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Why Perfectionism Causes Caregiver Burnout

If you’re a caregiver and a perfectionist, you may be facing an uphill battle. Caregiving is a demanding job and it’s critical to accept that not everything will be perfect. As a caregiver, there are many things you cannot control and at the end of the day the most important thing to do is to let go of chasing perfection and simply aim to do your best. This piece will review the negative effects perfectionism has on caregiving.

The Right Mindset to Prevent Caregiver Burnout

Throughout our entire lives, people, maybe even the person you’re caring for, have told us that “nobody’s perfect.” That phrase applies to caregiving more than pretty much any other situation you’ll face throughout the course of your life. This is due to the nature of many of the illnesses you’re dealing with on a daily, weekly and monthly basis.

It’s important to accept that there are many facets associated with caregiving that you can’t control and many that you cannot change. Learn from your mistakes, but also forgive yourself. If you ever practiced poor judgement, whether it was before your loved one got sick or while providing care, you need to let it go. Caregivers are under far more stress than the average person, and if you don’t acknowledge that, you’re far more likely to succumb to the causes of caregiver burnout.

Also, caregiver perfectionists tend to think nothing they do is good enough unless it’s perfect. If you’re that type of person, you need to lower your self-standards from “perfect” to “good enough,” because being good at caregiving is all anyone could possibly ask for. Caregivers who set too high of standards for themselves can suffer from low self-esteem, so when you do a good job, take time to acknowledge the difference you’re making and figuratively pat yourself on the back. In caregiving, victories can be few and far between, a fact that has nothing to do with the quality of the care. Even writing down your accomplishments as a caregiver is a healthy tactic. Don’t be afraid to accept a compliment every once in awhile!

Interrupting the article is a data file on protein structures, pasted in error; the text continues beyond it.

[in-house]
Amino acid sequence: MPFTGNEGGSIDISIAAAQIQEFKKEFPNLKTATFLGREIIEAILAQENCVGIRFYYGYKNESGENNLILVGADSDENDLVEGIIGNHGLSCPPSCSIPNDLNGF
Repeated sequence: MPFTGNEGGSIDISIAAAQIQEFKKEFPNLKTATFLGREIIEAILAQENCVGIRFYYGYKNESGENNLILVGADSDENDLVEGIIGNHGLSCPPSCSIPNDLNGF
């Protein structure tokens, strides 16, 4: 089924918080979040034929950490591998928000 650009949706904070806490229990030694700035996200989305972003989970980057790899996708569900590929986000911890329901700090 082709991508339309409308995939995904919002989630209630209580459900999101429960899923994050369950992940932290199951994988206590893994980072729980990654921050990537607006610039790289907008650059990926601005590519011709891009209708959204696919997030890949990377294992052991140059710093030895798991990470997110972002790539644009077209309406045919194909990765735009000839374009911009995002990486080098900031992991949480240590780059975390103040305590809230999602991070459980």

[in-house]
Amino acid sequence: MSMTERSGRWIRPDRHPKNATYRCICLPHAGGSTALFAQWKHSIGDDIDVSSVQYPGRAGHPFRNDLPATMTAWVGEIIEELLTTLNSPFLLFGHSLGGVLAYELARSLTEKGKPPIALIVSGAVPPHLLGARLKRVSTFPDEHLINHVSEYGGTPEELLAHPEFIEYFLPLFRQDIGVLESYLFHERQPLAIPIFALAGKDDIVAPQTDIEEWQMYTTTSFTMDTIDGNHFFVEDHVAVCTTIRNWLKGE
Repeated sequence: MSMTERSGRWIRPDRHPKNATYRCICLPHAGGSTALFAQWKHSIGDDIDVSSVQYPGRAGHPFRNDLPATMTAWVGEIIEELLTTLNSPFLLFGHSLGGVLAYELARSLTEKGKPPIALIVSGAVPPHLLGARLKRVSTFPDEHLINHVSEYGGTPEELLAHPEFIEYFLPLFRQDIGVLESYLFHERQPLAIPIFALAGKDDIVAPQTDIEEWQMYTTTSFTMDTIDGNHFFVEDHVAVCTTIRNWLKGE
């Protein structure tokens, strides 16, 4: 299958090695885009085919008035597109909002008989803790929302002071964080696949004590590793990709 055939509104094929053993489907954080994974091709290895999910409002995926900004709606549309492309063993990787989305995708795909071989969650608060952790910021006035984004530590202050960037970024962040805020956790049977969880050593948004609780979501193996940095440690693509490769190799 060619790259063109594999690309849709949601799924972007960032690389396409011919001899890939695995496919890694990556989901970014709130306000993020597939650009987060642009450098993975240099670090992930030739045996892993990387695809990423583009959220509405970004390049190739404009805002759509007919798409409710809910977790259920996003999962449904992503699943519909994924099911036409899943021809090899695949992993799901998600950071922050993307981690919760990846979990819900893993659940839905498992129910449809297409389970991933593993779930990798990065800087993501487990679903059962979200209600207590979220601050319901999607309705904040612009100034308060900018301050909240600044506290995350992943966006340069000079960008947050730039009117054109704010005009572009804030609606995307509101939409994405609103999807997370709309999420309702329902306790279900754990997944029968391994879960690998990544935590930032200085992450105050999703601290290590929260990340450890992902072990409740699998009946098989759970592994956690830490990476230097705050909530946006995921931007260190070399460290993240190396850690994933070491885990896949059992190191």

Signs Your Perfectionism may be Leading to Caregiver Burnout

Perfectionists are more likely to be stressed, depressed, and are less probable to take breaks or pay attention to their physical health. Those are symptoms that are already associated with caregiver burnout, which is why perfectionism puts caregivers at risk.

Feeling constant fear of failure, constantly tinkering even after a task has been completed and comparing yourself to other caregivers are more signs of unhealthy behaviors exhibited by perfectionists.

Procrastination is another indicator that your attempt at being completely flawless is leading to caregiver burnout. Planning is extremely important when caregiving, but perfectionists tend to over prepare. This idealism can cause unnecessary delays in providing care or even preventing them from ever completing the task at hand.

Negative Effects of Perfectionism on Caregiving

Perfectionists inherently have a higher risk of depression and suicide so considering the additional stress of caregiving, caregivers who are perfectionists need to be extremely cognizant of the mental and physical effects of family caregiving.Those who set impossible standards for themselves are also found to have trouble receiving feedback, which is particularly worrisome in caregiving situations. It’s rare that the caregiver is a total expert on how to care for yourself while caring for an aging parent, so it’s extremely important that they take in advice from doctors or other healthcare professionals when it comes to providing care.

Also, in order to prevent caregiver burnout, caregivers must see a situation for what it is. A perfectionist tends to mentally bend a problem or scenario into how it ought to be, where a caregiver who sees a situation in realistic way is more likely to appropriate react in the moment. Perfectionists are also more likely to dwell on mistakes and be overly hard on themselves for being imperfect, rather than focusing on learning from their errors in order to avoid the same oversights in the future.

Doing Your Best is Enough

Caregiving is a job with many variables, unforeseen circumstances and often unavoidable outcomes. All a caregiver can do is give their best and that’s more than anyone could ask for. If you ever find yourself doubting the quality of you’re providing, just remember: you do enough, you care enough, you are enough.